Other protesters captured the moment she was walking away and then hit with the rubber bullet. Demonstrators rushed to help her and drove her to receive medical attention
‘We were all running and trying to get out of the way. So, it was purposeful in the fact that the officer could have stopped,’ Ratlieff said.
‘Whichever officer that did this, you could have stopped. You had no reason to continue to do that.’
The police officer involved has not yet been identified.
‘It wasn’t until I saw all the blood on the ground that it hit me,’ she added.
‘I’ve been shot.’
LaToya Ratlieff was hit with a rubber bullet as she attempted to run from tear gas at a protest in Florida Sunday, an incident that she says has made her nervous about her next interaction with a police officer. She is the grand-niece of a renowned civil rights activis
The police department states that a warning should be given before a rubber bullet is fired but Ratlieff said that she did not hear one and there is not one heard in the video of the incident.
‘It hurts. I don’t have a lot of words to describe it. I don’t really understand why this happens,’ Ratlieff said. ‘We’re here peacefully asking you not do this, not to be violent, and you meet us with violence?’
She admits that she will be returning to protest next weekend when the swelling goes down but that she is now nervous about her next interaction with an officer.
‘At a routine traffic stop, I have to make sure this moment is way in the back of my mind,’ Ratlieff said. ‘I can’t react in any way. I can’t show any discomfort, because I’m not sure how that officer might react.’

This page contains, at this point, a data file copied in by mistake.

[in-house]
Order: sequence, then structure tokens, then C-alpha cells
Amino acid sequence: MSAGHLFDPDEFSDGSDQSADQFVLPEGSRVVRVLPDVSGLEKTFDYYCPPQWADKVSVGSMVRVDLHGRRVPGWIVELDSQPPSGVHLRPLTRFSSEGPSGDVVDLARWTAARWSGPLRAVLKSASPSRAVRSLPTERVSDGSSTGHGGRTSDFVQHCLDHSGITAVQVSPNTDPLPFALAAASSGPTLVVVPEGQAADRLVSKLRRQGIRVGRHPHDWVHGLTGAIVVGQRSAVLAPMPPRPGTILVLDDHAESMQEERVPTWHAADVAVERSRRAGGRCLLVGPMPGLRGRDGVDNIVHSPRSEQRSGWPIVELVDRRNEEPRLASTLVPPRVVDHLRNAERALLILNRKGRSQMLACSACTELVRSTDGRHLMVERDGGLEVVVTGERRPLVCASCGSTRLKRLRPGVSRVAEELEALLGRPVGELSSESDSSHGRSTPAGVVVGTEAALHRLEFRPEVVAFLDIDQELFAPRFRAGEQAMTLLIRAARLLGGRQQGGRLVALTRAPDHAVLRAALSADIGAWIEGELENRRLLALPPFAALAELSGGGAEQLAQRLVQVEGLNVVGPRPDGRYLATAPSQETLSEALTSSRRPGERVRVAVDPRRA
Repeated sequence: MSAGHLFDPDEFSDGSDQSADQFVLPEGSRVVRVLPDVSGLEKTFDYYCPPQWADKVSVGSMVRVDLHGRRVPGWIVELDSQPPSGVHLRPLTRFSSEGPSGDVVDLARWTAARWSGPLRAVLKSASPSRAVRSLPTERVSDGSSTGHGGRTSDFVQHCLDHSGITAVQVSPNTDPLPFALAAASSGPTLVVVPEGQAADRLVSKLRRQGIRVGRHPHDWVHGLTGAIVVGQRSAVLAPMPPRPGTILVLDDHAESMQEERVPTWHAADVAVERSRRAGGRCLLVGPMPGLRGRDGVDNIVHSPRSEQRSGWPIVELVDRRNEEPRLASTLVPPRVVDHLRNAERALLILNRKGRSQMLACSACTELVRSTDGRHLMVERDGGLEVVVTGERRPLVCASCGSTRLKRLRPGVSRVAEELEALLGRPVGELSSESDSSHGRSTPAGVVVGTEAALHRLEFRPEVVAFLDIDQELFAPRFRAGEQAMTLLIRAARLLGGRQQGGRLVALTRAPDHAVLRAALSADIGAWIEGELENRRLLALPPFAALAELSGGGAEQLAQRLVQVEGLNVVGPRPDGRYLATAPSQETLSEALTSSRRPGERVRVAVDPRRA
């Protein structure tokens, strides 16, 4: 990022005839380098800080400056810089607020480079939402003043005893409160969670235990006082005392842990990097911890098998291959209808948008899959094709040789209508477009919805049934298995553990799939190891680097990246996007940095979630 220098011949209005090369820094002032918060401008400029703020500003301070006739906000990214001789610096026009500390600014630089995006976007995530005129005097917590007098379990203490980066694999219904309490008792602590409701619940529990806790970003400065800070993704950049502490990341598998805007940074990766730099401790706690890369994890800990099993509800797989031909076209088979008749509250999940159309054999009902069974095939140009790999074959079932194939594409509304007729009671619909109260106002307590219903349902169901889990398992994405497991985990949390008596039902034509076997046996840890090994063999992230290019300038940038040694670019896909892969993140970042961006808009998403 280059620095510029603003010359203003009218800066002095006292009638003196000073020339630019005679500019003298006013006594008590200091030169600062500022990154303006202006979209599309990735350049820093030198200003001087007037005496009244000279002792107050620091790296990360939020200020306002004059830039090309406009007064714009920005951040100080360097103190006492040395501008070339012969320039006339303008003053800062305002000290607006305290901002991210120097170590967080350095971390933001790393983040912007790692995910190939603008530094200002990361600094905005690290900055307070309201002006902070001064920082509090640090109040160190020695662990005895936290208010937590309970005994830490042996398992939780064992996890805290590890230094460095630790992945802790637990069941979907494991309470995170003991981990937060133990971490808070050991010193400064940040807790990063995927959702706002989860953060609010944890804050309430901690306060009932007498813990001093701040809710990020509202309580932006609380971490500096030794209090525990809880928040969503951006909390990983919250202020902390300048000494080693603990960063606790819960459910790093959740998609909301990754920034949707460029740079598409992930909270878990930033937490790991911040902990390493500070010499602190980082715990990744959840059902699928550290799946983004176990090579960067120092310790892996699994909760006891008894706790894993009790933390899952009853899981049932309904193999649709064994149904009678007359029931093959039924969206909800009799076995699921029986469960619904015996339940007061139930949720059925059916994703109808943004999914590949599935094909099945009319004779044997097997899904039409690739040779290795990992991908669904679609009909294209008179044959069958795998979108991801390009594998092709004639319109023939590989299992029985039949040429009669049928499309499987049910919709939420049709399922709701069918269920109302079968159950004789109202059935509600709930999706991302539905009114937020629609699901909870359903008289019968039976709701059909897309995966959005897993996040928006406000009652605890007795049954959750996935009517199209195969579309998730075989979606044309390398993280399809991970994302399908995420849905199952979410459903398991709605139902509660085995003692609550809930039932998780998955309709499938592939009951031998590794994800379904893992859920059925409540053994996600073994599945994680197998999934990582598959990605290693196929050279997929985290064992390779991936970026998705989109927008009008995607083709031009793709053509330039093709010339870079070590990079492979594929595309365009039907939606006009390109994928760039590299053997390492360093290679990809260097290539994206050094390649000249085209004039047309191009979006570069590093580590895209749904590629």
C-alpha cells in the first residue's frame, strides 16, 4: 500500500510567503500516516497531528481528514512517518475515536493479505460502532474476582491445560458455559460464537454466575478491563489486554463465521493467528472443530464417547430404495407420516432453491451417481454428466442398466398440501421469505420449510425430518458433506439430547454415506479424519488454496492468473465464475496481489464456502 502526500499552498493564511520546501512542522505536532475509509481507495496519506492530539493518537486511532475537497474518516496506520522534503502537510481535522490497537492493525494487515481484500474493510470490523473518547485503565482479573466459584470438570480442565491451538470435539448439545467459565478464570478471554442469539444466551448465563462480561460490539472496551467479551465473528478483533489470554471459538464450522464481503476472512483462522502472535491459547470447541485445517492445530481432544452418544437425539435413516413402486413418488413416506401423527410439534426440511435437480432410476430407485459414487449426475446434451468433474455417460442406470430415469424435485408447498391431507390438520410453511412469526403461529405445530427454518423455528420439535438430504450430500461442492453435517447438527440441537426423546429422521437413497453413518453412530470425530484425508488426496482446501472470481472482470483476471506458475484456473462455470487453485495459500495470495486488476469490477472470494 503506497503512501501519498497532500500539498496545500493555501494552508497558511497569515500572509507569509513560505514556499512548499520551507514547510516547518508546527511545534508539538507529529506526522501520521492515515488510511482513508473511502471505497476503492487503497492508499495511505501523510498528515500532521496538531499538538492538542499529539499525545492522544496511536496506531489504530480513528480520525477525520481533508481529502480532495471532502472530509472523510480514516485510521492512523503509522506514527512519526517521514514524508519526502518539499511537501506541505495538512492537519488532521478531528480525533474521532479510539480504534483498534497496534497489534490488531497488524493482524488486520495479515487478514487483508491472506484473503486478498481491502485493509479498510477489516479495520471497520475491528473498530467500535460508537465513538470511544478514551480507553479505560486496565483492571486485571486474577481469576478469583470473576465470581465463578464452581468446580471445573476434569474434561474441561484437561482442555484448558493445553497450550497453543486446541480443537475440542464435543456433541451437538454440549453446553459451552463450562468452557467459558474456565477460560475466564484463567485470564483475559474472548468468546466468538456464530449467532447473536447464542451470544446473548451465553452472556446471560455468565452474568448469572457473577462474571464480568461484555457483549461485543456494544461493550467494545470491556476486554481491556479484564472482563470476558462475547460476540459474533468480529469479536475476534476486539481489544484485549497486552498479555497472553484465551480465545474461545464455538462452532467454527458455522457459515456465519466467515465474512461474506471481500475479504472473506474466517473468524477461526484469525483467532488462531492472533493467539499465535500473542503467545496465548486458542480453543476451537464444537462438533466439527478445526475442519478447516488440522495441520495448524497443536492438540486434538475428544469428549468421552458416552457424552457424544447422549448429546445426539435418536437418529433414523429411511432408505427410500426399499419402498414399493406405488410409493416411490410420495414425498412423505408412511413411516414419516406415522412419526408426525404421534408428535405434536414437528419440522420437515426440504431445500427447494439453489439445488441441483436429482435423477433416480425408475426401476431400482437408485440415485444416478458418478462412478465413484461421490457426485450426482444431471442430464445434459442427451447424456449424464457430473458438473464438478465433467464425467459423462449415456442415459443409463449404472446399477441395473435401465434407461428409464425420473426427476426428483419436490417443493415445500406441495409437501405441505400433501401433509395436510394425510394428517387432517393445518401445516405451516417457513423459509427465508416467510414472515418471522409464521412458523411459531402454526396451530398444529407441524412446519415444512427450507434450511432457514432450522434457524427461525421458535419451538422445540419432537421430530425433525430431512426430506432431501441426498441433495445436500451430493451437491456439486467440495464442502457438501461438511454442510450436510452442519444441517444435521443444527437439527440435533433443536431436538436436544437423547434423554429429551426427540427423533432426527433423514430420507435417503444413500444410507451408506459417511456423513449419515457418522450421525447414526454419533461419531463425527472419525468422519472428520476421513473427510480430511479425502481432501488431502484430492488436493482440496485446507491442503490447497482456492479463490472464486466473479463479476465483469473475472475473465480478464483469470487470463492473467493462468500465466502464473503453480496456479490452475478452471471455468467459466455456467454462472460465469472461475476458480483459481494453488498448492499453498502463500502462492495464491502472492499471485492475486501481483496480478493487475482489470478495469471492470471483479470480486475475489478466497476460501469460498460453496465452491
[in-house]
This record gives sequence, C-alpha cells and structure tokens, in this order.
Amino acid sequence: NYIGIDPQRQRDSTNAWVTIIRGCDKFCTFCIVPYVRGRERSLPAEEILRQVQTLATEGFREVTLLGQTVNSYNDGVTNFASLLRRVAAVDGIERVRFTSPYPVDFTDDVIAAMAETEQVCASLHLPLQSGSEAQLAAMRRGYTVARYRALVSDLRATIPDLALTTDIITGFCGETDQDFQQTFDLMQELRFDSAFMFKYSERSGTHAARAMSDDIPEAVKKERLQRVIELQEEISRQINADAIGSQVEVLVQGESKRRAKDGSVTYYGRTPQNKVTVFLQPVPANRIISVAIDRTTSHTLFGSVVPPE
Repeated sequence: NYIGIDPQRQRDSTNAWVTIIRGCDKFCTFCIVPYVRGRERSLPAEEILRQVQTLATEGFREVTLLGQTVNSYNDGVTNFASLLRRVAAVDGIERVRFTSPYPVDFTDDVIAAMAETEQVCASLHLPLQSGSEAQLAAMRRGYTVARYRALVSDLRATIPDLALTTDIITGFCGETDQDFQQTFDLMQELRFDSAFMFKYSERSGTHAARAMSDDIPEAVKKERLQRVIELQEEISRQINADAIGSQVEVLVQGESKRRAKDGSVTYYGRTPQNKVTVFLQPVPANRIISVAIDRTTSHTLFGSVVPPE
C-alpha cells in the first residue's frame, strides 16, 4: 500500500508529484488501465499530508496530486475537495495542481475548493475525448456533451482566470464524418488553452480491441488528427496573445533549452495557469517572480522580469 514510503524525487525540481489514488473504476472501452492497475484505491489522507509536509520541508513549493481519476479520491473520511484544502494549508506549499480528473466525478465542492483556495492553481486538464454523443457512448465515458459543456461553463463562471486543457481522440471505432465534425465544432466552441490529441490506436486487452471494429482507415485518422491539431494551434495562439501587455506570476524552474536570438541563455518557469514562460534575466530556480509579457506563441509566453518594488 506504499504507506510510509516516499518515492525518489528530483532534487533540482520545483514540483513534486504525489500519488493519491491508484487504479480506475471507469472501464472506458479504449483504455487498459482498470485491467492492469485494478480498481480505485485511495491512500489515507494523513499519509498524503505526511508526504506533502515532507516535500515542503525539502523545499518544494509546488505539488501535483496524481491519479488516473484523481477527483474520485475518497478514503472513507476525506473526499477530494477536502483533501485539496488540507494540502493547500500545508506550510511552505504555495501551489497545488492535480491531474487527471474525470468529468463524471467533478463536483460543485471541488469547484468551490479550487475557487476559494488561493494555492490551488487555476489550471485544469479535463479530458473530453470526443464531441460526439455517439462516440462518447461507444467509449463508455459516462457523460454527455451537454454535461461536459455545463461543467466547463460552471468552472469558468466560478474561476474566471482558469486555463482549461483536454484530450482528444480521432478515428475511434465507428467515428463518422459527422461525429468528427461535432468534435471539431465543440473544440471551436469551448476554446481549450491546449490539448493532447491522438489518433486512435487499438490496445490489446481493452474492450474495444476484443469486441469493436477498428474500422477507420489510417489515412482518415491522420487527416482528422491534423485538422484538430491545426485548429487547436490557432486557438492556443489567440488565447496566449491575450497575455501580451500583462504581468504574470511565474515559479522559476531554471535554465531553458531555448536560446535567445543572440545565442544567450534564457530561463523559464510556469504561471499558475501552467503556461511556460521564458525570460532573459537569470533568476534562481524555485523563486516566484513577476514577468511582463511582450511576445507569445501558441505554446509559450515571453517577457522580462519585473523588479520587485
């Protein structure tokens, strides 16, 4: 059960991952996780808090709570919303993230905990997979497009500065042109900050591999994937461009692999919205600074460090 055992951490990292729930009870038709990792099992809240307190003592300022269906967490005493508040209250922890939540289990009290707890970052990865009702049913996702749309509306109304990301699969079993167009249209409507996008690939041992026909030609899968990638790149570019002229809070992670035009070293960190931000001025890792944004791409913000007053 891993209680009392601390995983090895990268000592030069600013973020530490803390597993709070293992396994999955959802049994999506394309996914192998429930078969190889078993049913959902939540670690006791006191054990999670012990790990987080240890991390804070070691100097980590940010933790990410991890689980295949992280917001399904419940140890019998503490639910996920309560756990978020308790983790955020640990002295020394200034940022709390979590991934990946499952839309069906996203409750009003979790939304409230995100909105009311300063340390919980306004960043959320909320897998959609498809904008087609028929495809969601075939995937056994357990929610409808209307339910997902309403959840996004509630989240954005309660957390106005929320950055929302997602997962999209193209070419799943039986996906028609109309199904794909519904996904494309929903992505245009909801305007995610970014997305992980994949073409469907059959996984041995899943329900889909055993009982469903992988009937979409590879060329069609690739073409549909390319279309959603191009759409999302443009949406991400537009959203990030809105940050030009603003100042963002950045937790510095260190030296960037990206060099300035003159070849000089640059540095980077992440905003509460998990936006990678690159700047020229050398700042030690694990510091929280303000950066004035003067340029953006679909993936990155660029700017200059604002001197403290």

I’m okay. My eye will heal. I was able to come home. But, George Floyd and many others did not,’ she wrote to Instagram.
Miami Herald reporters later returned to the scene and found a cartridge labeled ’40 mm Foam Baton’ which they believe is the one used on Ratlieff.
Foam baton are lethal munition when aimed at the head meaning that Ratlieff’s shooting may have violated Fort Lauderdale Police Department’ policy on proper use of so-called ‘less lethal munitions’.
The projectile would have crashed into her head at more than twice the speed of a Major League fastball.
According to the department’s website, offices should aim the rubber bullets at the head ‘only if deadly force becomes necessary’.
Video of the incident shows cops in riot gear lined up outside the parking garage. They fire tear gas at the protesters even though those in front of them are peaceful and on the ground
Protesters gather at Fort Lauderdale Police Department during a rally in response to the recent death of George Floyd in Fort Lauderdale. Latoya Ratlieff had attempted to deescalate an incident between protesters and police after the protest but was hit with a rubber bullet
Protest leader address the crowds as they gather at Fort Lauderdale Police Department on Sunday. Ratlieff suffered a cracked skull after returned from this protest
‘For safety reasons the deploying officer utilizing a less-lethal weapon should not aim at the head, throat, face, or groin area of a suspect. … The potential for causing death or serious physical injury by such projectiles is a reality,’ it states.
The Fort Lauderdale police department state that no officer had been relieved of duty because of the incidental and they had no ‘specific information’.
‘A civil disturbance is a rapidly evolving situation, where people are moving fluidly,’ the statement said.